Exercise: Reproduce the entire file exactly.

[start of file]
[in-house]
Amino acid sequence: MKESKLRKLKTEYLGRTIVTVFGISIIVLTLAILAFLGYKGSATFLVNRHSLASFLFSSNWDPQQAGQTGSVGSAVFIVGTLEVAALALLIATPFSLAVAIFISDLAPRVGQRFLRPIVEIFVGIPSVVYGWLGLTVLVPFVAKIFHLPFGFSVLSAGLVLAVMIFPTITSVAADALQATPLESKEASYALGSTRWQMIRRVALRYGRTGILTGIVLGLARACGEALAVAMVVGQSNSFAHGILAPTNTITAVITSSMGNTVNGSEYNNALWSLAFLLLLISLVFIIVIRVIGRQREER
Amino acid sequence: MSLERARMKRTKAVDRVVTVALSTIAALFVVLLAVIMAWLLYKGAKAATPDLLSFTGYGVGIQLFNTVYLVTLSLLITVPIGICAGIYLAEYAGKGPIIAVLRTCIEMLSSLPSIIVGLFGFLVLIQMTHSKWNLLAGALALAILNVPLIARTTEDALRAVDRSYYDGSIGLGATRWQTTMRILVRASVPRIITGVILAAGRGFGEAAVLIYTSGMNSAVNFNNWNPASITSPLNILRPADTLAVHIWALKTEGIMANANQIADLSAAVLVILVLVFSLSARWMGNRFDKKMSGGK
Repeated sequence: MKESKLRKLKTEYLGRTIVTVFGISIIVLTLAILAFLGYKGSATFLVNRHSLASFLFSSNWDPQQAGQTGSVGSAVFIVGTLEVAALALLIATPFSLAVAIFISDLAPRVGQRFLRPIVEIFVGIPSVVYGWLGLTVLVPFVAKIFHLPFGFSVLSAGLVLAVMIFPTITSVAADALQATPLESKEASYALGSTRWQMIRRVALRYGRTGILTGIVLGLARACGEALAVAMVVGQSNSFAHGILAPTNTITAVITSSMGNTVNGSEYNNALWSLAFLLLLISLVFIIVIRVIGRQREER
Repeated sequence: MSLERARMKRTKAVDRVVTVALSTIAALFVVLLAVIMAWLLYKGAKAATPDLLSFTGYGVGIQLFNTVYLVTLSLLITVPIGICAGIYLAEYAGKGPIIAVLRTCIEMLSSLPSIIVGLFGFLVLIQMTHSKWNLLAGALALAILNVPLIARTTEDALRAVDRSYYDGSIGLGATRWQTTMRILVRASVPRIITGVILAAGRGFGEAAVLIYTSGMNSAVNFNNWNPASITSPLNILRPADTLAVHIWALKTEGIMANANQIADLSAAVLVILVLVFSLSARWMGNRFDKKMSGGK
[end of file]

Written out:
[in-house]
Amino acid sequence: MKESKLRKLKTEYLGRTIVTVFGISIIVLTLAILAFLGYKGSATFLVNRHSLASFLFSSNWDPQQAGQTGSVGSAVFIVGTLEVAALALLIATPFSLAVAIFISDLAPRVGQRFLRPIVEIFVGIPSVVYGWLGLTVLVPFVAKIFHLPFGFSVLSAGLVLAVMIFPTITSVAADALQATPLESKEASYALGSTRWQMIRRVALRYGRTGILTGIVLGLARACGEALAVAMVVGQSNSFAHGILAPTNTITAVITSSMGNTVNGSEYNNALWSLAFLLLLISLVFIIVIRVIGRQREER
Amino acid sequence: MSLERARMKRTKAVDRVVTVALSTIAALFVVLLAVIMAWLLYKGAKAATPDLLSFTGYGVGIQLFNTVYLVTLSLLITVPIGICAGIYLAEYAGKGPIIAVLRTCIEMLSSLPSIIVGLFGFLVLIQMTHSKWNLLAGALALAILNVPLIARTTEDALRAVDRSYYDGSIGLGATRWQTTMRILVRASVPRIITGVILAAGRGFGEAAVLIYTSGMNSAVNFNNWNPASITSPLNILRPADTLAVHIWALKTEGIMANANQIADLSAAVLVILVLVFSLSARWMGNRFDKKMSGGK
Repeated sequence: MKESKLRKLKTEYLGRTIVTVFGISIIVLTLAILAFLGYKGSATFLVNRHSLASFLFSSNWDPQQAGQTGSVGSAVFIVGTLEVAALALLIATPFSLAVAIFISDLAPRVGQRFLRPIVEIFVGIPSVVYGWLGLTVLVPFVAKIFHLPFGFSVLSAGLVLAVMIFPTITSVAADALQATPLESKEASYALGSTRWQMIRRVALRYGRTGILTGIVLGLARACGEALAVAMVVGQSNSFAHGILAPTNTITAVITSSMGNTVNGSEYNNALWSLAFLLLLISLVFIIVIRVIGRQREER
Repeated sequence: MSLERARMKRTKAVDRVVTVALSTIAALFVVLLAVIMAWLLYKGAKAATPDLLSFTGYGVGIQLFNTVYLVTLSLLITVPIGICAGIYLAEYAGKGPIIAVLRTCIEMLSSLPSIIVGLFGFLVLIQMTHSKWNLLAGALALAILNVPLIARTTEDALRAVDRSYYDGSIGLGATRWQTTMRILVRASVPRIITGVILAAGRGFGEAAVLIYTSGMNSAVNFNNWNPASITSPLNILRPADTLAVHIWALKTEGIMANANQIADLSAAVLVILVLVFSLSARWMGNRFDKKMSGGK